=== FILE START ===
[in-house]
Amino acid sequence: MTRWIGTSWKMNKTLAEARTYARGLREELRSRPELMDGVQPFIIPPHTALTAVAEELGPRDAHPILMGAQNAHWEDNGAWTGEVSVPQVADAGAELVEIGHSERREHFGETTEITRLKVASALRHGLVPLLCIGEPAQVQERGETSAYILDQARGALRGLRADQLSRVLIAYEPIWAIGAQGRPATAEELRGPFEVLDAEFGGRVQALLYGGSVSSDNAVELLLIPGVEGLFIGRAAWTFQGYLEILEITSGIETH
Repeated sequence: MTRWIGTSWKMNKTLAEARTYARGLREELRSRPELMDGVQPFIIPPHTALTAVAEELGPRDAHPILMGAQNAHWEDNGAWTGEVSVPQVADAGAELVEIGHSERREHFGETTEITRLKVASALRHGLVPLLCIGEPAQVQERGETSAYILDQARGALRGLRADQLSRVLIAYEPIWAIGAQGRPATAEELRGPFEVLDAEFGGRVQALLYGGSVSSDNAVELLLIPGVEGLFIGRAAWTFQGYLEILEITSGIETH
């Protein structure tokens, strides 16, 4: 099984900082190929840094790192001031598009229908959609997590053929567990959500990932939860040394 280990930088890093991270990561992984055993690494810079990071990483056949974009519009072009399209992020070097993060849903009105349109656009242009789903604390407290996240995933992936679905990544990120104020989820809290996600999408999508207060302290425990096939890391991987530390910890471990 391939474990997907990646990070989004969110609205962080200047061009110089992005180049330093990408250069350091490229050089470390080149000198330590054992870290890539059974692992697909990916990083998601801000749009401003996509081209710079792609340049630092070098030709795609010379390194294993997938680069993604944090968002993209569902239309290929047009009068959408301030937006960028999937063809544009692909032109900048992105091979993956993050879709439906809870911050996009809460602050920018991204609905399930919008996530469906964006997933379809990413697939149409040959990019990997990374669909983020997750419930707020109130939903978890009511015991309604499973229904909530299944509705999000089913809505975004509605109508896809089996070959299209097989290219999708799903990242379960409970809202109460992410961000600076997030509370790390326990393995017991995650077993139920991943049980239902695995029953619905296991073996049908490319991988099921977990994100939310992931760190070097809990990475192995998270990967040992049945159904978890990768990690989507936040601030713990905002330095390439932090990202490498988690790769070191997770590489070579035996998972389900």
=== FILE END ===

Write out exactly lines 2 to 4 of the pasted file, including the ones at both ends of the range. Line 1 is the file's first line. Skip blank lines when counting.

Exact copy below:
Amino acid sequence: MTRWIGTSWKMNKTLAEARTYARGLREELRSRPELMDGVQPFIIPPHTALTAVAEELGPRDAHPILMGAQNAHWEDNGAWTGEVSVPQVADAGAELVEIGHSERREHFGETTEITRLKVASALRHGLVPLLCIGEPAQVQERGETSAYILDQARGALRGLRADQLSRVLIAYEPIWAIGAQGRPATAEELRGPFEVLDAEFGGRVQALLYGGSVSSDNAVELLLIPGVEGLFIGRAAWTFQGYLEILEITSGIETH
Repeated sequence: MTRWIGTSWKMNKTLAEARTYARGLREELRSRPELMDGVQPFIIPPHTALTAVAEELGPRDAHPILMGAQNAHWEDNGAWTGEVSVPQVADAGAELVEIGHSERREHFGETTEITRLKVASALRHGLVPLLCIGEPAQVQERGETSAYILDQARGALRGLRADQLSRVLIAYEPIWAIGAQGRPATAEELRGPFEVLDAEFGGRVQALLYGGSVSSDNAVELLLIPGVEGLFIGRAAWTFQGYLEILEITSGIETH
């Protein structure tokens, strides 16, 4: 099984900082190929840094790192001031598009229908959609997590053929567990959500990932939860040394 280990930088890093991270990561992984055993690494810079990071990483056949974009519009072009399209992020070097993060849903009105349109656009242009789903604390407290996240995933992936679905990544990120104020989820809290996600999408999508207060302290425990096939890391991987530390910890471990 391939474990997907990646990070989004969110609205962080200047061009110089992005180049330093990408250069350091490229050089470390080149000198330590054992870290890539059974692992697909990916990083998601801000749009401003996509081209710079792609340049630092070098030709795609010379390194294993997938680069993604944090968002993209569902239309290929047009009068959408301030937006960028999937063809544009692909032109900048992105091979993956993050879709439906809870911050996009809460602050920018991204609905399930919008996530469906964006997933379809990413697939149409040959990019990997990374669909983020997750419930707020109130939903978890009511015991309604499973229904909530299944509705999000089913809505975004509605109508896809089996070959299209097989290219999708799903990242379960409970809202109460992410961000600076997030509370790390326990393995017991995650077993139920991943049980239902695995029953619905296991073996049908490319991988099921977990994100939310992931760190070097809990990475192995998270990967040992049945159904978890990768990690989507936040601030713990905002330095390439932090990202490498988690790769070191997770590489070579035996998972389900």